Bob Ewing 9 years ago from New Brunswick

    fiddleheads are the young green curled leaf of the ostirch fern, they are plentiful here.

  • Annie Couture profile image

    Annie Couture 9 years ago from Colorado

    Here I am it is 12:30am and I cant fall asleep. Which is how I stumbled on to your hubs. I have learned a great deal just by reading them tonight and now I am craving getting back to my garden which I have let fall by the wayside. Im realy interested in learning about wildcrafting. I know in the spring we have fiddleheads that come up. Iv bought them in the grocery store and think it would be fun to forage for them. Do you know anything about them?

  • Bob Ewing profile image

    Bob Ewing 9 years ago from New Brunswick

    We had a gleaning program whwn I lived in Northern Ontario, a few farmers let us bring people out to glean their fields.

  • marisuewrites profile image

    marisuewrites 9 years ago from USA

    very useful survival info. We have orange groves around here, now we'd get arrested picking from them, but in dire times, maybe. I will definitely be more alert and start getting familiar with this hot place.

    Many orange groves have become overgrown as owners could not keep them up, probably due to market or upkeep. But, it's sad to see them die.

    I remember living near McAllen, and Edinburg Texas and many farmers would plow up their crops of carrots and onions and let them rot in the ground if the price wasn't right. Sometimes we could "glean" the field but many times we were told no. It was always horrible to see the food go to complete waste.

  • Bob Ewing profile image

    Bob Ewing 9 years ago from New Brunswick

    will do.

  • Shadesbreath profile image

    Shadesbreath 9 years ago from California

    That'd be great. I know ZERO about what to eat off of them, how to prepare it... when to pick it... tell if it's "ripe?" etc. Rock on man, keep doing what you're doing.

  • Bob Ewing profile image

    Bob Ewing 9 years ago from New Brunswick

    I have not yet written a hub soley about dandelions but keep watching. they are a good plalce to begin. ZB, thanks for sharing that storey.

  • Zsuzsy Bee profile image

    Zsuzsy Bee 9 years ago from Ontario/Canada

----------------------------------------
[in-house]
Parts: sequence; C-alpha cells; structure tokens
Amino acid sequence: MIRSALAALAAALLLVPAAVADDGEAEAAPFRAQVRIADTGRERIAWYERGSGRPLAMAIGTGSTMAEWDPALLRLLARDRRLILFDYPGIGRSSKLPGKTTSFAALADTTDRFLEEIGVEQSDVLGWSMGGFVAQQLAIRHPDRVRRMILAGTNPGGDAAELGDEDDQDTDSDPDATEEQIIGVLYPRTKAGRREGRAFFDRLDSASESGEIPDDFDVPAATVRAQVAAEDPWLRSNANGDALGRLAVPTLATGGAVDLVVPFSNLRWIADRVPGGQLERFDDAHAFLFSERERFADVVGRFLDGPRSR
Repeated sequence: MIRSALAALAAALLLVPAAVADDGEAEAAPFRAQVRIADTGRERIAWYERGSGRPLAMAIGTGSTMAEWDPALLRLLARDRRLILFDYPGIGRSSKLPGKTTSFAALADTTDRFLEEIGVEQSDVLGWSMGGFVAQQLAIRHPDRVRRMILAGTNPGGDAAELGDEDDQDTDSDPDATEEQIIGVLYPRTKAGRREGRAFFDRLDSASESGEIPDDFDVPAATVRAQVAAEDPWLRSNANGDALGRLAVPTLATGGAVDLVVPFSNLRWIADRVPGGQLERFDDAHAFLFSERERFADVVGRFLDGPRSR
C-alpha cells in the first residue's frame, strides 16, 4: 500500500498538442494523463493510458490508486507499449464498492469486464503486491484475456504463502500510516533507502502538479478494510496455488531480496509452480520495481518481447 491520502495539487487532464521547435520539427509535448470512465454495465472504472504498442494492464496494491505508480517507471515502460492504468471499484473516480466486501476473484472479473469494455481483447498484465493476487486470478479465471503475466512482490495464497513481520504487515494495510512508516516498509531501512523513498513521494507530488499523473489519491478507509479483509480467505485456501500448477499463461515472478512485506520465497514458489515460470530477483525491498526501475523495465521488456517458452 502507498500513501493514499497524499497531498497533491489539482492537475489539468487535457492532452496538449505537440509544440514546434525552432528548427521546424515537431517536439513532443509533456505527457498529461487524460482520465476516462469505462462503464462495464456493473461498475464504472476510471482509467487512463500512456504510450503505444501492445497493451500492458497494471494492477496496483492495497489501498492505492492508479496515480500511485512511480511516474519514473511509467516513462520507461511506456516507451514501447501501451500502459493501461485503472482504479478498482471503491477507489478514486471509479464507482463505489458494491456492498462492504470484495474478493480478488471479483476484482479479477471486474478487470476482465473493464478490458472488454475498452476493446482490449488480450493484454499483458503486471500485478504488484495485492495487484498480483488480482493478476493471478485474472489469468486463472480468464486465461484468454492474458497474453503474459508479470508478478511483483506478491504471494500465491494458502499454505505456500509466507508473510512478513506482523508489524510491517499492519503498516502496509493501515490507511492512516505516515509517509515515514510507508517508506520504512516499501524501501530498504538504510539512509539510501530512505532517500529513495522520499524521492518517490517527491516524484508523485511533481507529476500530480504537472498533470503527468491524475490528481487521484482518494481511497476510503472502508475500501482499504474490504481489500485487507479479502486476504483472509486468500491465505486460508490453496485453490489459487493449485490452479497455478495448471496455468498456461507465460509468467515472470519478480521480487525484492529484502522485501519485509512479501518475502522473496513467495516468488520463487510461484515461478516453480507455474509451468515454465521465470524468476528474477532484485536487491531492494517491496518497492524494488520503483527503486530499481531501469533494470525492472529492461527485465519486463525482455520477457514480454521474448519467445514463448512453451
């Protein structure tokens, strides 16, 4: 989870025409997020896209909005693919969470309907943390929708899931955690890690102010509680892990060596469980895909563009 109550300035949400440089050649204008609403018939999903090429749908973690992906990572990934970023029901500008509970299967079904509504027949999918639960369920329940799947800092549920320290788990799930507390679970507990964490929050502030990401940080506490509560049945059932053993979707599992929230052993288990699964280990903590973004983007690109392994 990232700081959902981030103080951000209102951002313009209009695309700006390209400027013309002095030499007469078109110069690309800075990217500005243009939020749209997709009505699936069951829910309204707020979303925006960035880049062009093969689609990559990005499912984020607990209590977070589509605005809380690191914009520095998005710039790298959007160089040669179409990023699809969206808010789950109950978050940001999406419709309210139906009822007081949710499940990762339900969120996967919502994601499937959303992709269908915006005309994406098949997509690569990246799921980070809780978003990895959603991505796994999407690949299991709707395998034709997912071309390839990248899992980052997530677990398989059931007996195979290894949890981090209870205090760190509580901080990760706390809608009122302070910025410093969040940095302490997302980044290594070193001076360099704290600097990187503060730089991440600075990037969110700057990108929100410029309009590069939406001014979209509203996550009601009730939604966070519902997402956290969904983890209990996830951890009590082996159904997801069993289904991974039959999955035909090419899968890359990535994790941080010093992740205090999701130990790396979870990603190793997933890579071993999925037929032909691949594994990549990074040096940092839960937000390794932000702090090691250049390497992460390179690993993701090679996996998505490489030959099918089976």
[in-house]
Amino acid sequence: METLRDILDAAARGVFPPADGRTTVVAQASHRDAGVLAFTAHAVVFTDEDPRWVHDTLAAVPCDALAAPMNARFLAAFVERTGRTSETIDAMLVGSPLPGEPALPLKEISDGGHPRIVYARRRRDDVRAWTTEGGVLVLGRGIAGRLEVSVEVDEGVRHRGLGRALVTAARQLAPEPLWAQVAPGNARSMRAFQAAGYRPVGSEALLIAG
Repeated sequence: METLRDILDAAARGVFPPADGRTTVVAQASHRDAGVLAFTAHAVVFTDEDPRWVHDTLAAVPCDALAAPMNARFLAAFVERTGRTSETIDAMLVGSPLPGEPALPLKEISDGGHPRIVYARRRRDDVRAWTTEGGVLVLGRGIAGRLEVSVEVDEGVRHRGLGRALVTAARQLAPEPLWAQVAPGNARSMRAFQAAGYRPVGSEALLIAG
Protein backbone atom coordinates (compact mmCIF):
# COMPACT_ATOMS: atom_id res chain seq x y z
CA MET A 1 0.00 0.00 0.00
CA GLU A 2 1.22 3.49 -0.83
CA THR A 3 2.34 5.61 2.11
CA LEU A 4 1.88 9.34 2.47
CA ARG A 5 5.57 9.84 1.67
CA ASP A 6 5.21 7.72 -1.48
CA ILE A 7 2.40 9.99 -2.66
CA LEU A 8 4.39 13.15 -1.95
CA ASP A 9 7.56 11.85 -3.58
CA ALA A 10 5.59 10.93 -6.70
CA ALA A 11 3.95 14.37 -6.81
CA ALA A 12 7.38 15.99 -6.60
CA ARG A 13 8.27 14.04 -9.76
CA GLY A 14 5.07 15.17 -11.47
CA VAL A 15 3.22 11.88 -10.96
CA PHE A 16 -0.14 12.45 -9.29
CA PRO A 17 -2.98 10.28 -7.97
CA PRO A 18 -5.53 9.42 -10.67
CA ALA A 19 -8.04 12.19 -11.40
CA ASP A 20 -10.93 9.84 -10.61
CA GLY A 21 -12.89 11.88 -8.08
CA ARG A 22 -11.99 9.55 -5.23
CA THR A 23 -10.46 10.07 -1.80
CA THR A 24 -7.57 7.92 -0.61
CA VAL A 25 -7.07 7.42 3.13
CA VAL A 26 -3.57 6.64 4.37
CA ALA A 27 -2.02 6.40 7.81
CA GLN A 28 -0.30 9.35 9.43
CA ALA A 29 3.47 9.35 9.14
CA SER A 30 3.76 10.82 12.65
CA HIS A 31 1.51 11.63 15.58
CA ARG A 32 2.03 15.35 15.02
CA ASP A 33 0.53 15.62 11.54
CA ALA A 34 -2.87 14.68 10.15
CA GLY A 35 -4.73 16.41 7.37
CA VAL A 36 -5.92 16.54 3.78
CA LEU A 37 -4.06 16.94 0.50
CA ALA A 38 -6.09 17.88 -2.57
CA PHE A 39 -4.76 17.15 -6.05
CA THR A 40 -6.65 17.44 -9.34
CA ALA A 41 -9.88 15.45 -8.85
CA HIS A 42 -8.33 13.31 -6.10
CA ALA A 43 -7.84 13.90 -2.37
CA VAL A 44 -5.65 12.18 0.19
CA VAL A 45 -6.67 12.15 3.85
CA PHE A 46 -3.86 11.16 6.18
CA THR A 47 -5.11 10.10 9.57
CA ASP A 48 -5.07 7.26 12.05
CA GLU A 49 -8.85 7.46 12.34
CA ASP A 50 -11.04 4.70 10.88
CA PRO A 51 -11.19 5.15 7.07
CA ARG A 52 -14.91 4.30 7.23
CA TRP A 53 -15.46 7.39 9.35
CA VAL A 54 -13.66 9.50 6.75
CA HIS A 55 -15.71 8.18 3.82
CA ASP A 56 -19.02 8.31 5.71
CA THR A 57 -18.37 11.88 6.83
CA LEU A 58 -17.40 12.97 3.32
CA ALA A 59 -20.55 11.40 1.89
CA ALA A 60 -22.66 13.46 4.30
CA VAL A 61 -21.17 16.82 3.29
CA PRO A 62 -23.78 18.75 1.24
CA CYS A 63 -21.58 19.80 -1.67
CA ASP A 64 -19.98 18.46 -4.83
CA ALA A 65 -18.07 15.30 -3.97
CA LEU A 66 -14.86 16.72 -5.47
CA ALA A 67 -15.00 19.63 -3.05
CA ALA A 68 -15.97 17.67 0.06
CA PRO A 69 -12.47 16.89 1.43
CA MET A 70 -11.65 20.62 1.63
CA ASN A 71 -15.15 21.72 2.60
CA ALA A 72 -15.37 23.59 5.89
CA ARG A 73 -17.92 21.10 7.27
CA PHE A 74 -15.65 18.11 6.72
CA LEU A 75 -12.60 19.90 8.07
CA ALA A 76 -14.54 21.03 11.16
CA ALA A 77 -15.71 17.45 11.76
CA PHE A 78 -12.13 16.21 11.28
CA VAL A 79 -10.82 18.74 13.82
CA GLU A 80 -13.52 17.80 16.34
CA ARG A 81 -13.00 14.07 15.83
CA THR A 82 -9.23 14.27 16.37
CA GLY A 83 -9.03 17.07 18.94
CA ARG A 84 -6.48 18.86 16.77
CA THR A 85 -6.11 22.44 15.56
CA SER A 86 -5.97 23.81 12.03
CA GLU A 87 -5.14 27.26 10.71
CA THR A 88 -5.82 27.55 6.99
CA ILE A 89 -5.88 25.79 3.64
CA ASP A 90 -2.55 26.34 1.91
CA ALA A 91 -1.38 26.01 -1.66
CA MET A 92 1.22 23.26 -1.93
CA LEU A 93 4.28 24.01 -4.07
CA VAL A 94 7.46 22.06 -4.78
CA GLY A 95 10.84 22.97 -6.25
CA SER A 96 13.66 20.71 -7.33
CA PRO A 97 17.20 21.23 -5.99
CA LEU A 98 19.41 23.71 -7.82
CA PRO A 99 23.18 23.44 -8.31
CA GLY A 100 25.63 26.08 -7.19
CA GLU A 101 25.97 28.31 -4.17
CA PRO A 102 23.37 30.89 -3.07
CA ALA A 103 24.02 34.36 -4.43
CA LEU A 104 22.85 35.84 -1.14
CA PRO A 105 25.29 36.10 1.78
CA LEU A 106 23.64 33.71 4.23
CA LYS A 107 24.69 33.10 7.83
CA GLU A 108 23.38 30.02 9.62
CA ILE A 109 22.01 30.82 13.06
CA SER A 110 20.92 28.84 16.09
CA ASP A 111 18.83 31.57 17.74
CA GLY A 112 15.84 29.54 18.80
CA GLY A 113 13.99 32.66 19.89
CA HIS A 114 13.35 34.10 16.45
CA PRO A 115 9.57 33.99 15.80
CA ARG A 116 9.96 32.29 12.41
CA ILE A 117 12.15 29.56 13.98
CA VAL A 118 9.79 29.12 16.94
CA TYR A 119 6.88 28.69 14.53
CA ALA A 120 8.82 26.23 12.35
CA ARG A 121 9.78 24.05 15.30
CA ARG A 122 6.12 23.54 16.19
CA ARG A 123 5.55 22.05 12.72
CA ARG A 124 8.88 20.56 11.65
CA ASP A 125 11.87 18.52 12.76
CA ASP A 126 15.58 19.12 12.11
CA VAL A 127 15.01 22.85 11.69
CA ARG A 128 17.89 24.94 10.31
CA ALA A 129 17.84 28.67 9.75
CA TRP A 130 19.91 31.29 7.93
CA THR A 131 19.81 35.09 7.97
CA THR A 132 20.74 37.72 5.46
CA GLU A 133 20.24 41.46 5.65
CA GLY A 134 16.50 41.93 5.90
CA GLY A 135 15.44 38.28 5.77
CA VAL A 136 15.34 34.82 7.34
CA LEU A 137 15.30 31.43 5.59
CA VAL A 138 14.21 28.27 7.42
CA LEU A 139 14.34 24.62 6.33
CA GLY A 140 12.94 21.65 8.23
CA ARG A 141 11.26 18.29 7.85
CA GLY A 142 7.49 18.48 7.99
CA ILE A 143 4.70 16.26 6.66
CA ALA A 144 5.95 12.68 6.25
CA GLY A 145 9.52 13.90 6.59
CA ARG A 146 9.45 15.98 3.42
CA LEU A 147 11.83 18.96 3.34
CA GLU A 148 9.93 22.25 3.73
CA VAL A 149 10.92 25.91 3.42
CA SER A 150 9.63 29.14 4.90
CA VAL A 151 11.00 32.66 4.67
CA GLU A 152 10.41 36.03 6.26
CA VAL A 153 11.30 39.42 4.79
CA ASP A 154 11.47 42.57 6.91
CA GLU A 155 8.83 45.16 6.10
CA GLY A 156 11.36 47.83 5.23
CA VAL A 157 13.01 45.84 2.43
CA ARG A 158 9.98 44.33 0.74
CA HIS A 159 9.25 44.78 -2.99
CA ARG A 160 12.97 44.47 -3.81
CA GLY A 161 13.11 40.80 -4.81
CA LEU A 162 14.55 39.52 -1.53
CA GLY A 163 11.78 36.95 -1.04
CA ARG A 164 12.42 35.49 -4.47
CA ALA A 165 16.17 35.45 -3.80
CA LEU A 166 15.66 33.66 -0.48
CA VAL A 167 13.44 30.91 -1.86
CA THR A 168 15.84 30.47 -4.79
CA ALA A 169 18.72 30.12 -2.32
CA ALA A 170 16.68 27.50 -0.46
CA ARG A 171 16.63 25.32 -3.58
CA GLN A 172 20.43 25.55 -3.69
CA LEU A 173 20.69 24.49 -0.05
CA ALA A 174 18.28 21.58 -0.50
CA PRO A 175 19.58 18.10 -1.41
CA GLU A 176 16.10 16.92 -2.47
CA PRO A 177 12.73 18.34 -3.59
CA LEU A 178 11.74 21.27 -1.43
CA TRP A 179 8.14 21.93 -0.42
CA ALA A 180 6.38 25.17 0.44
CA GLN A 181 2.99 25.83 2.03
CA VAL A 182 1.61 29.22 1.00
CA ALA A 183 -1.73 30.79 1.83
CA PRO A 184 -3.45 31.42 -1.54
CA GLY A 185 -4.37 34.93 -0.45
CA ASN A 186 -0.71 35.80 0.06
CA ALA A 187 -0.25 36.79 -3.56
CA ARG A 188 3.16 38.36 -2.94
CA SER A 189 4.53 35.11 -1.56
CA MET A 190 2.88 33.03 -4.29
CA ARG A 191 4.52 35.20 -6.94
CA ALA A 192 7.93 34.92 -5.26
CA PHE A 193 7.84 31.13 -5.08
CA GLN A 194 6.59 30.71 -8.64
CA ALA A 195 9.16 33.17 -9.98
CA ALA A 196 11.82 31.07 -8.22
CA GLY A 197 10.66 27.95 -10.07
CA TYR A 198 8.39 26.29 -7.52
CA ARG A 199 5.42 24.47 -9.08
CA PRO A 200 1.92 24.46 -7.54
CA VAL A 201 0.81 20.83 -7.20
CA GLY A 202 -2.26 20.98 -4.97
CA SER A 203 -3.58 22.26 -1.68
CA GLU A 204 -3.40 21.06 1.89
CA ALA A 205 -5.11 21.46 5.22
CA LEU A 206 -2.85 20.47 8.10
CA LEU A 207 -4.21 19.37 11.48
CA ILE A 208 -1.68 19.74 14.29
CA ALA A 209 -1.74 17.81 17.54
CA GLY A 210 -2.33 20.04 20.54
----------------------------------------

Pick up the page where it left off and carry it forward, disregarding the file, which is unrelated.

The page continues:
Bob! Just wanted to share a sweet memory. My Gandparents used to have some "friends" that only showed up for a visit to my Mom & Dads house when the dandelions were just tender shoots. (They always just happened to have small knifes and two large apple crates in their backseat.) On one of these visits I had been roped into cutting the 2.5 acre lawn. My back was turned to the lane so I didn't see them arrive. I was doing my evil deed of decapitating dandelions, quite happily singing to myself. (I loved using the riding mower.) When I felt a tap on my shoulder, that scared to behesus out of me. Both the husband and wife in their upper seventies are out of breath shouting and scolding me for not "harvesting" all that beautiful "Salata". 10 hours later my older daughter was born. When she was little I always used to tease her by saying that her legal name was Dadelionna Salata.

    I've since mended my wasteful ways and will have an occassional dandelion salad.Thanks for reminding me of a really nice memory Zsuzsy

  • Shadesbreath profile image

    Shadesbreath 9 years ago from California

    This is another good one.  You should write one about just dandelions, since you've mentioned it twice so far in the hubs I've been reading today.  I can tell you know a ton about this stuff, but I think you might not realize how little some of us actually know.  We got tons of dandelions around here.  Might be fun to mess with those.. you know, just get started on this foraging thing slowly to check it out.(unless you already wrote one on that and I haven't got to it yet as I'm still reading through your list, lol)

  • Bob Ewing profile image

    Bob Ewing 9 years ago from New Brunswick

    Thanks Shirley, I agree about the dandelion, violets in salad add an interest in colour to the food.

  • Shirley Anderson profile image

    Shirley Anderson 9 years ago from Ontario, Canada

    Good article, Bob!

    My dad used to cook us Lambs quarter, tasted like spinach as I recall. I didn't know that you could make flour with it, I find that very interesting.

    The dandelion leaves are good, but only if they're young and small in my opinion. The wine made from the tops is very sweet. I also like violets in salads.